MONSTER OF THE WEEK: Animal-People

790px-Detail_of_antlered_figure_on_the_Gundestrup_Cauldron

While this blog is often about exploring well-known mythical creatures in fiction, sometimes I’d like to shine a light on ones that don’t get so much attention. With that in mind, today I’m introducing a new feature, Monster of the Week, which focuses on underused or little-known spirits, monsters, and supernatural beings.

I’m sure you’re familiar with werewolves, but around the world, there are many similar stories of were-leopards, were-bears, were-crocodiles, and so on. Really, so long as there was a giant predatory animal around, our ancestors fantasized about becoming it. There is, however, another side to this coin, which is when instead of people becoming animals, we have stories of these sorts of animals becoming people.

There’s no formal term for this type of mythical being (or, rather, the term changes across cultures), so I’ll simply refer to them as Animal-People. They are a concept that crops up around the world, especially in the tribal cultures of Africa, Australian Aboriginals, and Native Americans, thought there are definitely some similar concepts in Europe and Asia. They are one of the truly universal mythical creature types, cropping up in some form in most cultures.

So what are they, exactly? Well, sometimes, it seems to just be a matter of normal animals who take human shape. For example, there is an African story about a girl who marries a strange man. The man smells, very strongly, like a male lion, and sometimes leaves lion paw prints in the dirt instead of human footprints. With the help of her brother she convinces the town that her husband is really a lion, and they drive the beast off. Yet despite this, the lion, walked, talked and looked like a man. He even fathered two children upon the woman.

So, they are animals that take the shape of people, and look completely human, aside from a few tells. Some stories have them shift back to animal shape, though this often takes place out of sight. Other stories gloss over the transformation even more, by having these animal people do something only a human could do one moment, and then something only an animal could do the next, with no mention of shifting shape.

In Native American folktales, Animal-People seem to be somewhat otherworldly in nature. In the Pacific Northwest, the Kwakiutl tribe tells the story of a boy who is washed out to sea. He awakes in a village underwater, populated by giants. They offer to take him home, and when he hops on their backs they start swimming up from their world and into ours. When he comes to the surface, the boy is being carried by an orca. These sorts of stories have similarities to those of fairies or djinn in other parts of the world, involving a hidden realm of quasi spirit beings, separated from our own by an invisible boundary.  Though, that said, Animal-People don’t entirely replace this role, because some of these cultures have other spiritual beings that fit the same model, such as the fairy-like Nunnehi spirit-people of Cherokee lore.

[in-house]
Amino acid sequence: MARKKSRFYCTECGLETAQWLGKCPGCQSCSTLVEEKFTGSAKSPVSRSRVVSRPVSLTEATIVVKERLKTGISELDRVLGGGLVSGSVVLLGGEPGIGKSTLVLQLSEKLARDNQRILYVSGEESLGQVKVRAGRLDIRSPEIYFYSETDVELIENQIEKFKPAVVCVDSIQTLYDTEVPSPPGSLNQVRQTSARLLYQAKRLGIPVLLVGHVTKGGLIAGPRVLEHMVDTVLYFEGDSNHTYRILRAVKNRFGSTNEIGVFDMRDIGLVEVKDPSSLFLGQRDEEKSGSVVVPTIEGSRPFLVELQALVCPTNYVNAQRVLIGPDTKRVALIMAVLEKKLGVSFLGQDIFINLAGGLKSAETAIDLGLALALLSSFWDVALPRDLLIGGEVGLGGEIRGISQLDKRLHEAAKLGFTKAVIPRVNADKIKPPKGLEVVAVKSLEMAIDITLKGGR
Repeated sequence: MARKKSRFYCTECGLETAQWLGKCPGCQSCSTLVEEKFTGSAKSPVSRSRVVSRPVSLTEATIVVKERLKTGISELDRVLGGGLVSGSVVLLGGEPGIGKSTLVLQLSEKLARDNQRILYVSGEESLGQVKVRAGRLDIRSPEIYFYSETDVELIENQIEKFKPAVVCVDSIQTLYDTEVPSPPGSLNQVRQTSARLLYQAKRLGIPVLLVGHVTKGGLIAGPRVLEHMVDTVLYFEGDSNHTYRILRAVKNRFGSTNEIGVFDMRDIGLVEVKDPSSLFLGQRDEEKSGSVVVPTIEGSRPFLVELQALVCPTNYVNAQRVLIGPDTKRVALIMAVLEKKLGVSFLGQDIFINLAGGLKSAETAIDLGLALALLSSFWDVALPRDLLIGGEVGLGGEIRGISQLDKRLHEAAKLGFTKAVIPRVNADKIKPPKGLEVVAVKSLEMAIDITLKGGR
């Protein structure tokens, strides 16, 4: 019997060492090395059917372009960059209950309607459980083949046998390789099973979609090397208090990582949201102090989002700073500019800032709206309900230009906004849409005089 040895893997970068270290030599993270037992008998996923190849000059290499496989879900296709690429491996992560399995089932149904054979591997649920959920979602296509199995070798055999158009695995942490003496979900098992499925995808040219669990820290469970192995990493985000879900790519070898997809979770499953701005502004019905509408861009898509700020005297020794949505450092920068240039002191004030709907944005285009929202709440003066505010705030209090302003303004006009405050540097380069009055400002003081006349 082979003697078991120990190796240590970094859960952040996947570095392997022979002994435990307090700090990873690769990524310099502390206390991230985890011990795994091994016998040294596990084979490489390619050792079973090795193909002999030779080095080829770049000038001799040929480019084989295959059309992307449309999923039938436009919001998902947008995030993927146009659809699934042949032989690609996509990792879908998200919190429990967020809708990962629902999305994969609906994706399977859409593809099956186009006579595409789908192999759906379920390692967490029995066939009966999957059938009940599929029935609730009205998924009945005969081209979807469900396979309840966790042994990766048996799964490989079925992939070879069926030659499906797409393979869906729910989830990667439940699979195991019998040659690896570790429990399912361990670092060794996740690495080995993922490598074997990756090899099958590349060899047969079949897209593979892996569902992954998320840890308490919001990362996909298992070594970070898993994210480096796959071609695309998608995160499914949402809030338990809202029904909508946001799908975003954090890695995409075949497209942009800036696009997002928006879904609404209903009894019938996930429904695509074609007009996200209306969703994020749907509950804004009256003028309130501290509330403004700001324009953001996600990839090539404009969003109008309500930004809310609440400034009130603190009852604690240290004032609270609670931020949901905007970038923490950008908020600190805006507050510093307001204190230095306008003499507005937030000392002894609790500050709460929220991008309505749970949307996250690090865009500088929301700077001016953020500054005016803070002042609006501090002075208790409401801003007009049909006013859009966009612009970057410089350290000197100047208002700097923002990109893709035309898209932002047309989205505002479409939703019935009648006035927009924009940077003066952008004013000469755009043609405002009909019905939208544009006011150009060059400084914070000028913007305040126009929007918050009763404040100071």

These sorts of stories are often set in a time before history, where the distinction between man and animal was more fluid. Yet others are set contemporaneously, like the story of the girl who married a lion. In the Native American traditions Animal-People were thought to once be very common, but as time went on animals either lost the ability to shift their shape, or the Animal-People, who may merely be spirits that are distinct from normal animals, retreated into their own world.

You don’t see these beings in fiction too often, but they’re a nice alternative to fairies, elves or trolls if you’re looking for quasi-human characters, and they’re a great addition to any stories that draw on the myth and folktales of the cultures that prominently feature them.

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1 Response to “MONSTER OF THE WEEK: Animal-People”


  1. 1 Michael September 2, 2013 at 10:23 pm

    I wrote a screenplay a few years back about a tribe of Native Americans living in the Montana Rocky Mountains in 1880. They had the ability to shape-shift into werewolves. Your article reminds me of that script, which won a writing competition. Sadly, I doubt it will ever find its way to the big screen.


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